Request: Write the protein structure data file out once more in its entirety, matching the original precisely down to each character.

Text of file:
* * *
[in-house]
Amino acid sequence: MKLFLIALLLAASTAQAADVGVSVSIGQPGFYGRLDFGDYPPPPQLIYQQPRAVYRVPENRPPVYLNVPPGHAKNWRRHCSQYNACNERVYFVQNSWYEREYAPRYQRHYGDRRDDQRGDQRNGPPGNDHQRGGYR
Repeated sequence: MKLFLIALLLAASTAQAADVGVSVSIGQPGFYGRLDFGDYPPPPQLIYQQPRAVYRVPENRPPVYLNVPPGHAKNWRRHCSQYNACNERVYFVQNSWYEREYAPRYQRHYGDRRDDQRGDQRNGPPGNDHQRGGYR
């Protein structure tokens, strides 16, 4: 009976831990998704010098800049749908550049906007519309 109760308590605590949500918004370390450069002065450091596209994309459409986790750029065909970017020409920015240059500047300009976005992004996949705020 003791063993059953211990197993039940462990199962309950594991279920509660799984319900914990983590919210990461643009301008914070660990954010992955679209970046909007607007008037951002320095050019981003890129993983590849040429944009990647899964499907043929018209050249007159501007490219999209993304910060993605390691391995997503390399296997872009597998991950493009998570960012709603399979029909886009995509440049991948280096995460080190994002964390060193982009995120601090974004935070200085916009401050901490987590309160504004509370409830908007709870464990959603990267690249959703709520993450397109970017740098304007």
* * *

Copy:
[in-house]
Amino acid sequence: MKLFLIALLLAASTAQAADVGVSVSIGQPGFYGRLDFGDYPPPPQLIYQQPRAVYRVPENRPPVYLNVPPGHAKNWRRHCSQYNACNERVYFVQNSWYEREYAPRYQRHYGDRRDDQRGDQRNGPPGNDHQRGGYR
Repeated sequence: MKLFLIALLLAASTAQAADVGVSVSIGQPGFYGRLDFGDYPPPPQLIYQQPRAVYRVPENRPPVYLNVPPGHAKNWRRHCSQYNACNERVYFVQNSWYEREYAPRYQRHYGDRRDDQRGDQRNGPPGNDHQRGGYR
């Protein structure tokens, strides 16, 4: 009976831990998704010098800049749908550049906007519309 109760308590605590949500918004370390450069002065450091596209994309459409986790750029065909970017020409920015240059500047300009976005992004996949705020 003791063993059953211990197993039940462990199962309950594991279920509660799984319900914990983590919210990461643009301008914070660990954010992955679209970046909007607007008037951002320095050019981003890129993983590849040429944009990647899964499907043929018209050249007159501007490219999209993304910060993605390691391995997503390399296997872009597998991950493009998570960012709603399979029909886009995509440049991948280096995460080190994002964390060193982009995120601090974004935070200085916009401050901490987590309160504004509370409830908007709870464990959603990267690249959703709520993450397109970017740098304007």